Tuesday, October 22, 2013

Paty's Pesto Pasta

I have grew fond of basil ever since I got my own organic plant from the Slow Food Beirut Earth Market and I have incorporated it more in my diet as it's pretty easy to cut some fresh leaves off and add them on a pizza slice, in a salad, in a pasta dish or in my zaatar sandwich! Nevertheless, 2 weeks back, Samson from work [photo below] came in with large amounts of basil he had planted in front of his office. Needless to say, the whole department gathered to take their share!

Nadera, Darine and Samson picking their basil plants to eat!
So Why Basil?

Basil has an amazing frangrance so having it around your house, balcony or garden is a definite plus. In fact, basil's generic name is Ocimum which means "smell" in Greek.

Basil is a plant low in calories, with almost no fat, rich in vitamin K as well as a good source of iron, calcium, vitamin A, magnesium and manganese. Because it's rich in antioxidants, mainly flavonoids, basil leaves have been found to provide protection for your body at the cellular level, protecting your chromosomes from radiation and oxidation. Moreover, basil volatile oils have anti-bacterial properties, thus restricting the growth of unwanted bacteria, even antobiotic resistant ones! Basil also has anti-inflammatory properties so it kinda acts like your natural advil or ibuprofen, even good for arthritis! Now I bet you never knew how awesome those basil leaves in your pesto dish were!

Of course, basil's health benefits are awesome, but an extra reason to adopt yourself one of those babies is how easy it is to grow! I got mine already planted (even easier) and all i do is show is some sun and drizzle it with water every other day now that the weather is a bit cooler. Keep in mind that basil plants love both heat and water. Now there are different ways to plant your basil plant: you can either get an already planted baby basil plant (just like I did) or you can get those black mature seeds you see in the photo below and plant them shallowly into the soil - constantly watering them. Another way would be growing your basil from cuttings: You can cut a 8-10 cm portion of the stem before it flowers, remove the leaves from the lower section, place it in a small cup of water and change its water daily until its roots emerge! Then just move it a small pot and water daily if the weather is really hot or every other day if it's slightly cooler.

Given that basil is mainly known for its use in pesto [and that I absolutely adore this easy yet so tasty combo], I decided to turn all my basil leaves into pesto sauce and refrigerate them. If you're not a fan of pesto, then a smart way to preserve basil leaves is to dry /freeze them  as whole leaves to preserve as much essential oils as possible. Then you can sprinkle them with your food, rice, salad, pasta, pizza, you name it! I have to admit though, drying is not the best option if you savor the taste and smell of this plant.

Time for Pesto!

To prepare 2 to 2.5 cups of pesto sauce, you will need:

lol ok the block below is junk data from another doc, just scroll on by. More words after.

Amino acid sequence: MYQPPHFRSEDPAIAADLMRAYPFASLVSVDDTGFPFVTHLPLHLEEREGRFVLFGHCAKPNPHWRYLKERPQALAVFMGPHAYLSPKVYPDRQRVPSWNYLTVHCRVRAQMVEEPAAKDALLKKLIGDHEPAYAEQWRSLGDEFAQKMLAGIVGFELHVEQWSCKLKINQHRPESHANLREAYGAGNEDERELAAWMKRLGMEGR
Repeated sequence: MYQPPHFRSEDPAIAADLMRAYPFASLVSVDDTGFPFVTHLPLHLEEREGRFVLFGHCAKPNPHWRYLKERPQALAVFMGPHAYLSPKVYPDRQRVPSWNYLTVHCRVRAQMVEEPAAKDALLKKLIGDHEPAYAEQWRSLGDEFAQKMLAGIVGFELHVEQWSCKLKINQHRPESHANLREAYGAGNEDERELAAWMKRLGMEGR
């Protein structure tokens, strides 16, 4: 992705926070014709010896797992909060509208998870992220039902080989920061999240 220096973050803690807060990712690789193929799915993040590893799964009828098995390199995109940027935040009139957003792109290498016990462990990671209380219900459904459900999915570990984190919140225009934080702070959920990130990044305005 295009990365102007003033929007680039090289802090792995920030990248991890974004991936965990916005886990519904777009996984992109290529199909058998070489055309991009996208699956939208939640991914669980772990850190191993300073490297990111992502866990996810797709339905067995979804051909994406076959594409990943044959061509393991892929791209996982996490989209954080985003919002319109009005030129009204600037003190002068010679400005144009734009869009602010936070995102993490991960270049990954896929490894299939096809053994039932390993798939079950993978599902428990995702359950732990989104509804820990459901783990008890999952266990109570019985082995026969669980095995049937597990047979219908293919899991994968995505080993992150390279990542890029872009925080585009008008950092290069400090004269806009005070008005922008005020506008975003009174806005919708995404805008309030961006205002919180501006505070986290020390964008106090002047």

• 3 medium cloves of fresh garlic
  • 4 cups of lightly packed fresh basil leaves
  • 3/4 cup raw pine nuts
  • 1 teaspoon of salt
  • 1 cup extra virgin olive oil
Method of Preparation

  • Separate all basil leaves from the stems
  • Wash them up from any soil residue
  • Remove any seriously injured or blemished leaves
  • Dry the wet leaves by spreading them on a clean piece of cloth and turning them over now and then to speed up the drying process
  • Put all the ingredients {basil leaves, garlic cloves, nuts, and salt} all together in your food processor and pulse till you get a coarse paste.
  • Drizzle the oil through the food processor's feeding tube while mixing, in order to get the oil completely blend in with the paste.  

Note that if you don't have a food processor at home and you'd like to prepare a quick fix, it's kind of easy! Just grind all those babies together manually [using a wooden garlic masher] and you'll get an even better texture than the food processor.

I stored my basil in 2 different ways
  • The first was using an ice cube tray. I first measured how much each cube is, mine turned out to be 2.5 tbsp > Once you place your paste in the tray, drizzle the surface with olive oil > Cover the tray and place the tray overnight in the freezer > The next day, just place all frozen cubes in an airtight container or plastic freezer bags and store in the freezer for up to 9 months! This is a great idea if you might be having 1-2 dishes of pesto instead of huge quantities, this way you'll defrost exactly the amount you need!
  • The other option is to freeze basil in small jars > Label > Store for up to 9-12 months
In case you don't plan to freeze, make sure to make smaller quantities as these are safely stored in the fridge for up to one week only.

Paty's Pesto Pasta is pretty easy to prepare. Get your pesto sauce, mix with some pasta and voila! If you're into cheese, combining it with some grated Parmesan cheese is recommended, but if you're vegan, it would be smart to sprinkle some nutritional yeast to get a somewhat cheesy taste! Garnish with whole fresh basil leaves and some whole raw pine nut seeds, and you've got a delicious winner here!

World's Healthiest Foods
Medical News Today
Herb Society


  1. Thank you so much! We need such food a lot. thank you
    we always wait for new stuff.
    thank you, we are so grateful.
    And when i saw the label 'Paty's Yum Pesto OCt 05 2013' i thought it is there in the market, that would be nice.

  2. this llooks good, i will try it soon

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